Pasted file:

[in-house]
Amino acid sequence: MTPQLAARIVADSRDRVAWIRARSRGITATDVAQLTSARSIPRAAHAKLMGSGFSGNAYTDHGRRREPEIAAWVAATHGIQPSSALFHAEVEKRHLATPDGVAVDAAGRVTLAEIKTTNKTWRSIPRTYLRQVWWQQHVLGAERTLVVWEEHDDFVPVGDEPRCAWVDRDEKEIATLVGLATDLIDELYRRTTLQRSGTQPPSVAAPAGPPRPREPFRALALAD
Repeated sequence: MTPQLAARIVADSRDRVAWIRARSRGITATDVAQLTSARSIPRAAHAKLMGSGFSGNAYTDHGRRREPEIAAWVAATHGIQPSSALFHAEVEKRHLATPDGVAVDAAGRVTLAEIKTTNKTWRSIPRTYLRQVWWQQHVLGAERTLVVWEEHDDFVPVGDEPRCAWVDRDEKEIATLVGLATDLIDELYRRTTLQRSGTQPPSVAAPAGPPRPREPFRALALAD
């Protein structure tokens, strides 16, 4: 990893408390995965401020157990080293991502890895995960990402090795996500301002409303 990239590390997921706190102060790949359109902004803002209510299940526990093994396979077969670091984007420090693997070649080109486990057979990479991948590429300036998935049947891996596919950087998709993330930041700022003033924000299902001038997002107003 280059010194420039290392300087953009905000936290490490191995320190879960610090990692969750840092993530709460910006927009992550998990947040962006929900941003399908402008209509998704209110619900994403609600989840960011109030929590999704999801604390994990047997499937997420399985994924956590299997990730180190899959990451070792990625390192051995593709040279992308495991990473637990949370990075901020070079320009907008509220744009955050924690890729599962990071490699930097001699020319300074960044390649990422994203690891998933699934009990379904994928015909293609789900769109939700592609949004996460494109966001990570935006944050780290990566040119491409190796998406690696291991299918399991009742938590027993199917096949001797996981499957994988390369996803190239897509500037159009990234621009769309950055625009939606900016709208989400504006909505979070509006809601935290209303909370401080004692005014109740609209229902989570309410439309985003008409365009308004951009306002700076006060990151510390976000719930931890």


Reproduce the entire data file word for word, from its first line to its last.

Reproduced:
[in-house]
Amino acid sequence: MTPQLAARIVADSRDRVAWIRARSRGITATDVAQLTSARSIPRAAHAKLMGSGFSGNAYTDHGRRREPEIAAWVAATHGIQPSSALFHAEVEKRHLATPDGVAVDAAGRVTLAEIKTTNKTWRSIPRTYLRQVWWQQHVLGAERTLVVWEEHDDFVPVGDEPRCAWVDRDEKEIATLVGLATDLIDELYRRTTLQRSGTQPPSVAAPAGPPRPREPFRALALAD
Repeated sequence: MTPQLAARIVADSRDRVAWIRARSRGITATDVAQLTSARSIPRAAHAKLMGSGFSGNAYTDHGRRREPEIAAWVAATHGIQPSSALFHAEVEKRHLATPDGVAVDAAGRVTLAEIKTTNKTWRSIPRTYLRQVWWQQHVLGAERTLVVWEEHDDFVPVGDEPRCAWVDRDEKEIATLVGLATDLIDELYRRTTLQRSGTQPPSVAAPAGPPRPREPFRALALAD
């Protein structure tokens, strides 16, 4: 990893408390995965401020157990080293991502890895995960990402090795996500301002409303 990239590390997921706190102060790949359109902004803002209510299940526990093994396979077969670091984007420090693997070649080109486990057979990479991948590429300036998935049947891996596919950087998709993330930041700022003033924000299902001038997002107003 280059010194420039290392300087953009905000936290490490191995320190879960610090990692969750840092993530709460910006927009992550998990947040962006929900941003399908402008209509998704209110619900994403609600989840960011109030929590999704999801604390994990047997499937997420399985994924956590299997990730180190899959990451070792990625390192051995593709040279992308495991990473637990949370990075901020070079320009907008509220744009955050924690890729599962990071490699930097001699020319300074960044390649990422994203690891998933699934009990379904994928015909293609789900769109939700592609949004996460494109966001990570935006944050780290990566040119491409190796998406690696291991299918399991009742938590027993199917096949001797996981499957994988390369996803190239897509500037159009990234621009769309950055625009939606900016709208989400504006909505979070509006809601935290209303909370401080004692005014109740609209229902989570309410439309985003008409365009308004951009306002700076006060990151510390976000719930931890």